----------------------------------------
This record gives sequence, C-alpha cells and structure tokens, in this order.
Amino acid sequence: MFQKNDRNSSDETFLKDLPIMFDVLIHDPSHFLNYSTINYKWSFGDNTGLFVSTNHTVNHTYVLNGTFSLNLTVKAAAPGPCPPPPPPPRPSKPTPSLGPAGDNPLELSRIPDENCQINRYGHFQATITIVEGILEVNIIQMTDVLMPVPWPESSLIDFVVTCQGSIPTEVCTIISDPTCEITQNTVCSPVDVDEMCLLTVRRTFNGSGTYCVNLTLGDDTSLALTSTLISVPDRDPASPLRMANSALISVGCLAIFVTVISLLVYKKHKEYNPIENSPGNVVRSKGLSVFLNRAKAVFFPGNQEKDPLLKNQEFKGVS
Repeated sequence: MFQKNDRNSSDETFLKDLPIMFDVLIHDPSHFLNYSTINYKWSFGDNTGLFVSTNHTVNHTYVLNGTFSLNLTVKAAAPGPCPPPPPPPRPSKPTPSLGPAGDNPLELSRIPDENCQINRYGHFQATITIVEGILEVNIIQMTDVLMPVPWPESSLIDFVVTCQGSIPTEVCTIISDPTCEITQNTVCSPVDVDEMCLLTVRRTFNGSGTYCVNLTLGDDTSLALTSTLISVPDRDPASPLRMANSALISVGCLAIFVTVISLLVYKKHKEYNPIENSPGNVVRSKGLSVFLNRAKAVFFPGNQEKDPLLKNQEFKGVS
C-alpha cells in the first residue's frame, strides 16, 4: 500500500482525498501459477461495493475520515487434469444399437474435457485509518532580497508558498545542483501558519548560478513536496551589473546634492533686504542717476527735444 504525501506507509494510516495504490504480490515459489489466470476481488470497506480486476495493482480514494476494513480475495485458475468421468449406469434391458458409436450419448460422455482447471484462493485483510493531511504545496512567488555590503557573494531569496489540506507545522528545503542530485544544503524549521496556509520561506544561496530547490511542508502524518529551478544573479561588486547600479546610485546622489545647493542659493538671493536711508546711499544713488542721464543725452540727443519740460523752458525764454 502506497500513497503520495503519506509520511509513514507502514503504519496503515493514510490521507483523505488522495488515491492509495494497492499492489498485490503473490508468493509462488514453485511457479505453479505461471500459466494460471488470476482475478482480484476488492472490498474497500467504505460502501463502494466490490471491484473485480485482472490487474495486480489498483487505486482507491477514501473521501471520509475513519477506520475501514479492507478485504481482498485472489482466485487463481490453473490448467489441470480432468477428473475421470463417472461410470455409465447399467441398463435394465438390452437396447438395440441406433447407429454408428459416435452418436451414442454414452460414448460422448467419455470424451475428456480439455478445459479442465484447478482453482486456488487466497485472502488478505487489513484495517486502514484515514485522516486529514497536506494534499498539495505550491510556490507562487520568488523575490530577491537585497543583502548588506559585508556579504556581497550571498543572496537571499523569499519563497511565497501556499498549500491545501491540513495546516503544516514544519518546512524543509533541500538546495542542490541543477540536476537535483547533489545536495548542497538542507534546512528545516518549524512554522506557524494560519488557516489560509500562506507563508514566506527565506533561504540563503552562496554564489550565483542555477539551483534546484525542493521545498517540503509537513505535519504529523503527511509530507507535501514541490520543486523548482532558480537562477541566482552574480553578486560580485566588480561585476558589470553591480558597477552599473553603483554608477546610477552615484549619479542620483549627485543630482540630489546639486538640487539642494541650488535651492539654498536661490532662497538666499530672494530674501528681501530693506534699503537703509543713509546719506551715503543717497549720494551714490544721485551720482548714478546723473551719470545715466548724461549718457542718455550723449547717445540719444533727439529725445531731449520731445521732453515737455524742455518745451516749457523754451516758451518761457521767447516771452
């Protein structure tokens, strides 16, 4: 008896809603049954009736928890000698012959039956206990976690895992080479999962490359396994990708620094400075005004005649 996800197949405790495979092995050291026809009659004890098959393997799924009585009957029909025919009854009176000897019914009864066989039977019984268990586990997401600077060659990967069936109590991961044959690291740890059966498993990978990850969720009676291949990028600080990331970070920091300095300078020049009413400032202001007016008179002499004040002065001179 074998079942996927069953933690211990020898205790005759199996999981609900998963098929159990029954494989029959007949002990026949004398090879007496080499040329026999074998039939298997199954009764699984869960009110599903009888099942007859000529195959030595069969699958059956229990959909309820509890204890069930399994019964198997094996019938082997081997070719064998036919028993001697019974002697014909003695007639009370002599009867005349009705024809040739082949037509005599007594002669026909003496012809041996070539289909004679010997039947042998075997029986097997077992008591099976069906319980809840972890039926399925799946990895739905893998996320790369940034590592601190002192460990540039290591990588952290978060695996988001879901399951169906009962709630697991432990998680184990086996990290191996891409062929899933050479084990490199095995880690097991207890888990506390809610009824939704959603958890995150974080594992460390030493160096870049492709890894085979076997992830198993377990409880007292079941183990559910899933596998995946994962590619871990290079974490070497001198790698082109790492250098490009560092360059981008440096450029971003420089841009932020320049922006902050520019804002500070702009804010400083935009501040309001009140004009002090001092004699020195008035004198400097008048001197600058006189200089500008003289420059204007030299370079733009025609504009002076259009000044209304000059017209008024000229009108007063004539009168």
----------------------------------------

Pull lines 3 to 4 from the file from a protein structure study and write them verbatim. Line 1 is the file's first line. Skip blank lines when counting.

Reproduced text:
Repeated sequence: MFQKNDRNSSDETFLKDLPIMFDVLIHDPSHFLNYSTINYKWSFGDNTGLFVSTNHTVNHTYVLNGTFSLNLTVKAAAPGPCPPPPPPPRPSKPTPSLGPAGDNPLELSRIPDENCQINRYGHFQATITIVEGILEVNIIQMTDVLMPVPWPESSLIDFVVTCQGSIPTEVCTIISDPTCEITQNTVCSPVDVDEMCLLTVRRTFNGSGTYCVNLTLGDDTSLALTSTLISVPDRDPASPLRMANSALISVGCLAIFVTVISLLVYKKHKEYNPIENSPGNVVRSKGLSVFLNRAKAVFFPGNQEKDPLLKNQEFKGVS
C-alpha cells in the first residue's frame, strides 16, 4: 500500500482525498501459477461495493475520515487434469444399437474435457485509518532580497508558498545542483501558519548560478513536496551589473546634492533686504542717476527735444 504525501506507509494510516495504490504480490515459489489466470476481488470497506480486476495493482480514494476494513480475495485458475468421468449406469434391458458409436450419448460422455482447471484462493485483510493531511504545496512567488555590503557573494531569496489540506507545522528545503542530485544544503524549521496556509520561506544561496530547490511542508502524518529551478544573479561588486547600479546610485546622489545647493542659493538671493536711508546711499544713488542721464543725452540727443519740460523752458525764454 502506497500513497503520495503519506509520511509513514507502514503504519496503515493514510490521507483523505488522495488515491492509495494497492499492489498485490503473490508468493509462488514453485511457479505453479505461471500459466494460471488470476482475478482480484476488492472490498474497500467504505460502501463502494466490490471491484473485480485482472490487474495486480489498483487505486482507491477514501473521501471520509475513519477506520475501514479492507478485504481482498485472489482466485487463481490453473490448467489441470480432468477428473475421470463417472461410470455409465447399467441398463435394465438390452437396447438395440441406433447407429454408428459416435452418436451414442454414452460414448460422448467419455470424451475428456480439455478445459479442465484447478482453482486456488487466497485472502488478505487489513484495517486502514484515514485522516486529514497536506494534499498539495505550491510556490507562487520568488523575490530577491537585497543583502548588506559585508556579504556581497550571498543572496537571499523569499519563497511565497501556499498549500491545501491540513495546516503544516514544519518546512524543509533541500538546495542542490541543477540536476537535483547533489545536495548542497538542507534546512528545516518549524512554522506557524494560519488557516489560509500562506507563508514566506527565506533561504540563503552562496554564489550565483542555477539551483534546484525542493521545498517540503509537513505535519504529523503527511509530507507535501514541490520543486523548482532558480537562477541566482552574480553578486560580485566588480561585476558589470553591480558597477552599473553603483554608477546610477552615484549619479542620483549627485543630482540630489546639486538640487539642494541650488535651492539654498536661490532662497538666499530672494530674501528681501530693506534699503537703509543713509546719506551715503543717497549720494551714490544721485551720482548714478546723473551719470545715466548724461549718457542718455550723449547717445540719444533727439529725445531731449520731445521732453515737455524742455518745451516749457523754451516758451518761457521767447516771452